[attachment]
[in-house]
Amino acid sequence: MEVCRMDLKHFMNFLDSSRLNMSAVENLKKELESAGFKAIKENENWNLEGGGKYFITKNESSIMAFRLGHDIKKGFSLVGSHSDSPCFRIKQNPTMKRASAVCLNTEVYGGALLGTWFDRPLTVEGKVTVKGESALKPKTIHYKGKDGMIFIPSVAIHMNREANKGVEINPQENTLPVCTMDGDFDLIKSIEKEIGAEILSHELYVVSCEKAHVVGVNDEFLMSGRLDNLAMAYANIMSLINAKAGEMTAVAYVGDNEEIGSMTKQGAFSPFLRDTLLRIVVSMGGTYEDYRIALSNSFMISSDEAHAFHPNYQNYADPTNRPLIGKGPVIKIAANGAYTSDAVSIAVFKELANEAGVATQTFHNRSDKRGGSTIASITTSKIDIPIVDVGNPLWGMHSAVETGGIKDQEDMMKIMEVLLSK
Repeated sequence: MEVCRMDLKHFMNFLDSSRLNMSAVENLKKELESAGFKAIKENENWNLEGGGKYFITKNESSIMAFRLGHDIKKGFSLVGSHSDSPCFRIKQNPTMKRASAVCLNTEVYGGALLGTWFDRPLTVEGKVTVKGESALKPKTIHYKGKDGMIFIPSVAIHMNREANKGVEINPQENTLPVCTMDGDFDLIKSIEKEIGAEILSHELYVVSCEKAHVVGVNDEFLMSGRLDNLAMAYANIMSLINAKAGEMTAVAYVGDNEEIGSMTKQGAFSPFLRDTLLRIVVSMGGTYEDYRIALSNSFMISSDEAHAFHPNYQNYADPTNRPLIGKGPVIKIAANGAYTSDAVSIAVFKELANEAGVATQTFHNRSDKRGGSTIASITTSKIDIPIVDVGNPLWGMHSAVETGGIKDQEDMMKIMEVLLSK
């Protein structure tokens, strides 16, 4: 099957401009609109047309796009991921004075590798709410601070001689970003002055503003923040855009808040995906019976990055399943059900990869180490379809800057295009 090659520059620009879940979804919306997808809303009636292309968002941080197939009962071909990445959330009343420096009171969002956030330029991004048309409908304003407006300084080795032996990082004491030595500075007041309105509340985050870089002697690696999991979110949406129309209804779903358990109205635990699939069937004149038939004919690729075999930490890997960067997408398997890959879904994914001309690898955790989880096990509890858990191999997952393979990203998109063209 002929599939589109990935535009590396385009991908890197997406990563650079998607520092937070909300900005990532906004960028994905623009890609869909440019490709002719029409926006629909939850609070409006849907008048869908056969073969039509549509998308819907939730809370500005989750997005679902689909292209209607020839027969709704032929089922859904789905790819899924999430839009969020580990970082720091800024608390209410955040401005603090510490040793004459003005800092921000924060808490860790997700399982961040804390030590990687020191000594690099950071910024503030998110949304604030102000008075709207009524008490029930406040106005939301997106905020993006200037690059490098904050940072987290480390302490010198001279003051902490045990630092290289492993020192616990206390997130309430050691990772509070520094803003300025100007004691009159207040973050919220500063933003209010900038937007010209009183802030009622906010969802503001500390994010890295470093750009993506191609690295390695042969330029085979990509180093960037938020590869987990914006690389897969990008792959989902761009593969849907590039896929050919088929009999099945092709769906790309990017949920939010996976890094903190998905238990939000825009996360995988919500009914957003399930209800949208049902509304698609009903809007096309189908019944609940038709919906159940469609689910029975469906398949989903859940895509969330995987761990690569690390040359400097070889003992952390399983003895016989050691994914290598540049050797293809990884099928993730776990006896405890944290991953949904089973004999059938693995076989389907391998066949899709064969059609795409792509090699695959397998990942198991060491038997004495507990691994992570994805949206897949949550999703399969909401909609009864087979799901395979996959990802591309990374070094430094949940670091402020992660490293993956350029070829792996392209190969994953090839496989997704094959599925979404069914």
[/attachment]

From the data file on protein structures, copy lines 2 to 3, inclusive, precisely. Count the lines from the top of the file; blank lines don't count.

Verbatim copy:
Amino acid sequence: MEVCRMDLKHFMNFLDSSRLNMSAVENLKKELESAGFKAIKENENWNLEGGGKYFITKNESSIMAFRLGHDIKKGFSLVGSHSDSPCFRIKQNPTMKRASAVCLNTEVYGGALLGTWFDRPLTVEGKVTVKGESALKPKTIHYKGKDGMIFIPSVAIHMNREANKGVEINPQENTLPVCTMDGDFDLIKSIEKEIGAEILSHELYVVSCEKAHVVGVNDEFLMSGRLDNLAMAYANIMSLINAKAGEMTAVAYVGDNEEIGSMTKQGAFSPFLRDTLLRIVVSMGGTYEDYRIALSNSFMISSDEAHAFHPNYQNYADPTNRPLIGKGPVIKIAANGAYTSDAVSIAVFKELANEAGVATQTFHNRSDKRGGSTIASITTSKIDIPIVDVGNPLWGMHSAVETGGIKDQEDMMKIMEVLLSK
Repeated sequence: MEVCRMDLKHFMNFLDSSRLNMSAVENLKKELESAGFKAIKENENWNLEGGGKYFITKNESSIMAFRLGHDIKKGFSLVGSHSDSPCFRIKQNPTMKRASAVCLNTEVYGGALLGTWFDRPLTVEGKVTVKGESALKPKTIHYKGKDGMIFIPSVAIHMNREANKGVEINPQENTLPVCTMDGDFDLIKSIEKEIGAEILSHELYVVSCEKAHVVGVNDEFLMSGRLDNLAMAYANIMSLINAKAGEMTAVAYVGDNEEIGSMTKQGAFSPFLRDTLLRIVVSMGGTYEDYRIALSNSFMISSDEAHAFHPNYQNYADPTNRPLIGKGPVIKIAANGAYTSDAVSIAVFKELANEAGVATQTFHNRSDKRGGSTIASITTSKIDIPIVDVGNPLWGMHSAVETGGIKDQEDMMKIMEVLLSK